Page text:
|UNITED STATES OF AMERICA,
Plaintiff - Appellee,
PAUL T. AMA, also known as Sia Ama, also known as CE-Nutt MR, also known as X-Fatso,
Defendant - Appellant.
While serving a federal sentence at the Salt Lake County Adult Detention Center, defendant-appellant Paul T. Ama assaulted a guard, and he was subsequently indicted for assaulting a federal officer in violation of 18 U.S.C. § 111. In January 2001, with the consent of the government and the approval of the district court, Mr. Ama entered a conditional plea of guilty to the assault charge pursuant to Fed. R. Crim. P. 11(a)(2), reserving the right to "pursu[e] an appeal in the 10th Circuit Court of Appeals relative to the status of the victim, a Salt Lake County Sheriff, at the time of the assault and whether he was in fact acting as a federal officer." R., Vol. 1, Doc. 18 at 4, ¶ 13(b)(2). In May 2001, the district court sentenced Mr. Ama to thirty-six months in prison on the assault charge, with the sentence to run consecutively to his prior federal sentence.
Mr. Ama then filed this appeal, asserting that this court should vacate his conviction under 18 U.S.C. § 111 because the guard he assaulted was not a federal officer.(1) Instead of responding to the merits of this argument, the government filed a brief on appeal in which it asserted that Mr. Ama's conditional guilty plea is invalid because it failed to meet the requirements of Fed. R. Crim. P. 11(a)(2). Specifically, the government asserted that the plea was invalid because Mr. Ama did not obtain an "adverse determination" from the district court concerning the status of the guard prior to entering his plea as required by Rule 11(a)(2). See Fed. R. Crim. P. 11(a)(2) (providing that "a defendant may enter a conditional plea of guilty or nolo contendere, reserving in writing the right, on appeal from the judgment, to review of the adverse determination of any specified pretrial motion"). Given the alleged invalidity of the plea under Rule 11(a)(2), the government further asserted that Mr. Ama's guilty plea was unknowing and involuntary, and it requested that this court remand the case to the district court so that it can set aside the defective conditional plea.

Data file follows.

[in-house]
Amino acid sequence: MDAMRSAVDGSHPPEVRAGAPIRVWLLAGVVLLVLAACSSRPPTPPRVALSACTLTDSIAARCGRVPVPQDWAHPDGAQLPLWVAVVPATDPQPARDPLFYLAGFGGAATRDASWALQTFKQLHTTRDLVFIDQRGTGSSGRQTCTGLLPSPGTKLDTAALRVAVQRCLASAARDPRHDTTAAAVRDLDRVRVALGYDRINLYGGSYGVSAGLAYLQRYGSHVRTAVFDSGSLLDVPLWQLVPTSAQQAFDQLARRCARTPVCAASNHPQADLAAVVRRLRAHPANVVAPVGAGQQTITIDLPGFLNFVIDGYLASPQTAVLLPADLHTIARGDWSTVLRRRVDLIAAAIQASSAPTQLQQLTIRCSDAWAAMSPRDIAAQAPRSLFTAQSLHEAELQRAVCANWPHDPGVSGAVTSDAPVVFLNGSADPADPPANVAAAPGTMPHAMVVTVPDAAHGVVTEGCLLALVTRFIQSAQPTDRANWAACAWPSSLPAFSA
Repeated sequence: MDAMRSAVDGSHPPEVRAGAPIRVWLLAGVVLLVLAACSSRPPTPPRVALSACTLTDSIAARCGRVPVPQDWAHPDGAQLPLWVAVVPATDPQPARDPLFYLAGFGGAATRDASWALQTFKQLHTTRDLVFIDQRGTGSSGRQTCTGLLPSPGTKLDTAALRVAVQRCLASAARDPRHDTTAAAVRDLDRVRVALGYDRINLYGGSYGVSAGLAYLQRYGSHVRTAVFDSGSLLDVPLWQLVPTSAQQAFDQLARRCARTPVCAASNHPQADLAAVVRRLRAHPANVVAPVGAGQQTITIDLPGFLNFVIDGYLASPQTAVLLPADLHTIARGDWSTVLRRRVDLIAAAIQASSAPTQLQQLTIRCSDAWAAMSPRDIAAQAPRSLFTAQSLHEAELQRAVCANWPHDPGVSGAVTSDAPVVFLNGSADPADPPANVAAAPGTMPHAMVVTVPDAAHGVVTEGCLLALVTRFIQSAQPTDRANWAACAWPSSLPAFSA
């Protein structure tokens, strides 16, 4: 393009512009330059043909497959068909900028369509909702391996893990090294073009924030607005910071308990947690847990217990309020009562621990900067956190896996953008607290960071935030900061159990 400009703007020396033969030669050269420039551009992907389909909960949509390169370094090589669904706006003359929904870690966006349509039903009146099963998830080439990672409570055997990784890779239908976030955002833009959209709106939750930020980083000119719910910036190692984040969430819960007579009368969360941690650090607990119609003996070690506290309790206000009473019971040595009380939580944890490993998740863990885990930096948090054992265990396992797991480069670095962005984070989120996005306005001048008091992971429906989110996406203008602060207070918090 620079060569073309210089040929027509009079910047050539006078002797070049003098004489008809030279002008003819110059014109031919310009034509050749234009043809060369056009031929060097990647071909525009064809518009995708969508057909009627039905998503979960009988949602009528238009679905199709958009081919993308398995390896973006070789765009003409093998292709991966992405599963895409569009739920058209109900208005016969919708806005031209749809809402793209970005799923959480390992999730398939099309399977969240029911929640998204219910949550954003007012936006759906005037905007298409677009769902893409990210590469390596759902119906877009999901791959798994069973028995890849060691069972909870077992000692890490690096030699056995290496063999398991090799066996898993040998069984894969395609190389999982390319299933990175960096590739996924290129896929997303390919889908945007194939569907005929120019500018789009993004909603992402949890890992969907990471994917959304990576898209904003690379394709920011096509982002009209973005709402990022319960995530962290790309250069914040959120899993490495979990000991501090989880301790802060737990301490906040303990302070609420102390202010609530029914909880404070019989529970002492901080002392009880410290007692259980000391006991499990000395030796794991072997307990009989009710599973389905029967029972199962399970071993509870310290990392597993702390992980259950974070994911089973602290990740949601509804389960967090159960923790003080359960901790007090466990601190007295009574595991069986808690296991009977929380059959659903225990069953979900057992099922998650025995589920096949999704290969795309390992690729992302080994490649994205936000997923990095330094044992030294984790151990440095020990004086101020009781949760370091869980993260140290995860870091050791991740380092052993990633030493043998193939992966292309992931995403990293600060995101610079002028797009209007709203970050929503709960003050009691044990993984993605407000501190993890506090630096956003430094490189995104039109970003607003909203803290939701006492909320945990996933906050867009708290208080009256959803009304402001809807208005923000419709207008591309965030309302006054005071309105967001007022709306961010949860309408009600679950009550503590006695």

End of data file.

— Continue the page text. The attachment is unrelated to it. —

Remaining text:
We directed the parties to file additional briefs addressing the issues raised by the government. Having reviewed the parties' additional briefs, we note that Mr. Ama and the government are now apparently in agreement that Mr. Ama's conditional plea is invalid under Rule 11(a)(2). Further, both Mr. Ama and the government are requesting that we remand this case to the district court so that the court can determine the status of the guard for purposes of 18 U.S.C. § 111, and the government has no objection to Mr. Ama then entering the same conditional plea if the issue is determined adversely to him.
Our review of the record reveals that the district court never entered a formal ruling concerning whether the guard Mr. Ama assaulted was a federal officer for purposes of 18 U.S.C. § 111.(2) Consequently, the issue was never determined adversely to Mr. Ama prior to the entry of his conditional plea, and we therefore agree that his plea is invalid under Rule 11(a)(2). That being the case, we do not have jurisdiction over this appeal, and we deny the parties' request for a remand to the district court. However, the government has informed this court that it has no objection to Mr. Ama's request that further proceedings be conducted before the district court so that he can enter a valid conditional plea based on the same terms and conditions as the present plea. Accordingly, we will rely on the good faith of the government to accomplish that result.
This appeal is DISMISSED.
Entered for the Court
John C. Porfilio
*. This order and judgment is not binding precedent, except under the doctrines of law of the case, res judicata, and collateral estoppel. The court generally disfavors the citation of orders and judgments; nevertheless, an order and judgment may be cited under the terms and conditions of 10th Cir. R. 36.3.
1. In his opening brief, Mr. Ama also argued that the district court erred in calculating his sentence under USSG § 2A2.2. However, as explained below, Mr. Ama did not enter a valid conditional guilty plea, and we therefore do not have jurisdiction to consider the sentencing issue he raised in his opening brief.
2. Although the government filed a pretrial motion requesting that the district court conduct a hearing on the issue of whether the guard was a federal officer for purposes of 18 U.S.C. § 111, the district court did not conduct a hearing or rule on the government's motion, and Mr. Ama failed to move separately for a determination regarding the status of the guard.